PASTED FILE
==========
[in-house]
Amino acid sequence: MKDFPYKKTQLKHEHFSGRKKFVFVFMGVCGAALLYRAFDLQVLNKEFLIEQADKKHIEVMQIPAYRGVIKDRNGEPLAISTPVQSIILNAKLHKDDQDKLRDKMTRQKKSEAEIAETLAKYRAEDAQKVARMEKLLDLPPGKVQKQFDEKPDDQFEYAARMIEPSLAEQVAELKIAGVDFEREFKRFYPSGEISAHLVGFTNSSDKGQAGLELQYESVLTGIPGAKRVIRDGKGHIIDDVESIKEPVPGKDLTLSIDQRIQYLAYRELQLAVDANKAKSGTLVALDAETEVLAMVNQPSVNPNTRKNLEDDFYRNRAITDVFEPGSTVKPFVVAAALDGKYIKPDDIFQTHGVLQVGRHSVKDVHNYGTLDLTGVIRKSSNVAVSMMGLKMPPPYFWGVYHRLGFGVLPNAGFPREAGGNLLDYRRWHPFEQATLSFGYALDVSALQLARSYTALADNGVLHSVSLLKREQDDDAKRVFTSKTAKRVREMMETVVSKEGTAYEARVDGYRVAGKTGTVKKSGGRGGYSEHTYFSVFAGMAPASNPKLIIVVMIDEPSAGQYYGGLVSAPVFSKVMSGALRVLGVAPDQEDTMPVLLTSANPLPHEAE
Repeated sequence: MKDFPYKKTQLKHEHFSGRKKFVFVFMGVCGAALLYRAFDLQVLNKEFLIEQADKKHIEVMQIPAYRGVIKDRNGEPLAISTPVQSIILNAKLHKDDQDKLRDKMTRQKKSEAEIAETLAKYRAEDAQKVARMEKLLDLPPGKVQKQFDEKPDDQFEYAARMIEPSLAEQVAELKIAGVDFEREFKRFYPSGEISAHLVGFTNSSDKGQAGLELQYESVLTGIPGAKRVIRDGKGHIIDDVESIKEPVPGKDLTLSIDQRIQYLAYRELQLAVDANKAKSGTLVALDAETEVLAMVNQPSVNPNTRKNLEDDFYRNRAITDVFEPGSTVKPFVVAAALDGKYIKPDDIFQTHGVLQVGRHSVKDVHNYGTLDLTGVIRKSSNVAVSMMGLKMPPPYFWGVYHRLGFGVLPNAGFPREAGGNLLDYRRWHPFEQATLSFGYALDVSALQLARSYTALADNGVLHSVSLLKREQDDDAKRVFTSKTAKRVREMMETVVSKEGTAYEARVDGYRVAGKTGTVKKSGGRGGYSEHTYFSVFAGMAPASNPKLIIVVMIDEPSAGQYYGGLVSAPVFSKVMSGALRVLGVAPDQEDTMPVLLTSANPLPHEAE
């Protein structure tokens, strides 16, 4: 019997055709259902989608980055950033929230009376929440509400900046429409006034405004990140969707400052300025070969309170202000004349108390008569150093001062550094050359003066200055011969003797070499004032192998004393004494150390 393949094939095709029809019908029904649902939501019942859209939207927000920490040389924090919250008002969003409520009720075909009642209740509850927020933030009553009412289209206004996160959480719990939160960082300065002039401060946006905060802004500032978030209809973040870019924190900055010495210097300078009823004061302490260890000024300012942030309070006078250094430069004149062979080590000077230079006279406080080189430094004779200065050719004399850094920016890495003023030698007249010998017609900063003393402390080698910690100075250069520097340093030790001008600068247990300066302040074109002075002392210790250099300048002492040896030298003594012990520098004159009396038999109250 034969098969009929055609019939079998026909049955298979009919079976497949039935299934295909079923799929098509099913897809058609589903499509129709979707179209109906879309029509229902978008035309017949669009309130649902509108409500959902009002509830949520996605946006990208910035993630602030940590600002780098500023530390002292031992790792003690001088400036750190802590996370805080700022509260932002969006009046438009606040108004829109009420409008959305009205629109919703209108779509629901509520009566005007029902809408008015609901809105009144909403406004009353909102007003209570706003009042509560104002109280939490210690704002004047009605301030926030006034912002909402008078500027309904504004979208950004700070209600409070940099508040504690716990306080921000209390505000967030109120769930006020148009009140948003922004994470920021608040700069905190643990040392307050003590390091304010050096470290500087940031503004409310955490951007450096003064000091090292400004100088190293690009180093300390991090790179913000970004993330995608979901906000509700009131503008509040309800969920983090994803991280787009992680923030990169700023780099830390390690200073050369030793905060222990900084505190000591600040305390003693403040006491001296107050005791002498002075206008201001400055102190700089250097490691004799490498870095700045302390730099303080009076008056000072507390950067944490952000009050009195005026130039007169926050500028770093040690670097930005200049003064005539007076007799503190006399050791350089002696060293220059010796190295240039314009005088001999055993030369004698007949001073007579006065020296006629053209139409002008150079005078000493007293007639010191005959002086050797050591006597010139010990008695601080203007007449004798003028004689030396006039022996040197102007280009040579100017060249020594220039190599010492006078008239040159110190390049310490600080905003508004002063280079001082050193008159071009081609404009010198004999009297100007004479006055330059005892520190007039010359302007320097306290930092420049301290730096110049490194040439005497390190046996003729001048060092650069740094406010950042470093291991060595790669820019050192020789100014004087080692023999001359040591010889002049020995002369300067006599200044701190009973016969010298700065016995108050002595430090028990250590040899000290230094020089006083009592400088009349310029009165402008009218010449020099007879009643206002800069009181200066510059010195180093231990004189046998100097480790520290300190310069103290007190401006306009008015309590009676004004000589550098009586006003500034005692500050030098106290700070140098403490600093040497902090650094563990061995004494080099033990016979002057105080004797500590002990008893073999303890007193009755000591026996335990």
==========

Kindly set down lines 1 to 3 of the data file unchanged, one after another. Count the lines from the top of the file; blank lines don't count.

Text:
[in-house]
Amino acid sequence: MKDFPYKKTQLKHEHFSGRKKFVFVFMGVCGAALLYRAFDLQVLNKEFLIEQADKKHIEVMQIPAYRGVIKDRNGEPLAISTPVQSIILNAKLHKDDQDKLRDKMTRQKKSEAEIAETLAKYRAEDAQKVARMEKLLDLPPGKVQKQFDEKPDDQFEYAARMIEPSLAEQVAELKIAGVDFEREFKRFYPSGEISAHLVGFTNSSDKGQAGLELQYESVLTGIPGAKRVIRDGKGHIIDDVESIKEPVPGKDLTLSIDQRIQYLAYRELQLAVDANKAKSGTLVALDAETEVLAMVNQPSVNPNTRKNLEDDFYRNRAITDVFEPGSTVKPFVVAAALDGKYIKPDDIFQTHGVLQVGRHSVKDVHNYGTLDLTGVIRKSSNVAVSMMGLKMPPPYFWGVYHRLGFGVLPNAGFPREAGGNLLDYRRWHPFEQATLSFGYALDVSALQLARSYTALADNGVLHSVSLLKREQDDDAKRVFTSKTAKRVREMMETVVSKEGTAYEARVDGYRVAGKTGTVKKSGGRGGYSEHTYFSVFAGMAPASNPKLIIVVMIDEPSAGQYYGGLVSAPVFSKVMSGALRVLGVAPDQEDTMPVLLTSANPLPHEAE
Repeated sequence: MKDFPYKKTQLKHEHFSGRKKFVFVFMGVCGAALLYRAFDLQVLNKEFLIEQADKKHIEVMQIPAYRGVIKDRNGEPLAISTPVQSIILNAKLHKDDQDKLRDKMTRQKKSEAEIAETLAKYRAEDAQKVARMEKLLDLPPGKVQKQFDEKPDDQFEYAARMIEPSLAEQVAELKIAGVDFEREFKRFYPSGEISAHLVGFTNSSDKGQAGLELQYESVLTGIPGAKRVIRDGKGHIIDDVESIKEPVPGKDLTLSIDQRIQYLAYRELQLAVDANKAKSGTLVALDAETEVLAMVNQPSVNPNTRKNLEDDFYRNRAITDVFEPGSTVKPFVVAAALDGKYIKPDDIFQTHGVLQVGRHSVKDVHNYGTLDLTGVIRKSSNVAVSMMGLKMPPPYFWGVYHRLGFGVLPNAGFPREAGGNLLDYRRWHPFEQATLSFGYALDVSALQLARSYTALADNGVLHSVSLLKREQDDDAKRVFTSKTAKRVREMMETVVSKEGTAYEARVDGYRVAGKTGTVKKSGGRGGYSEHTYFSVFAGMAPASNPKLIIVVMIDEPSAGQYYGGLVSAPVFSKVMSGALRVLGVAPDQEDTMPVLLTSANPLPHEAE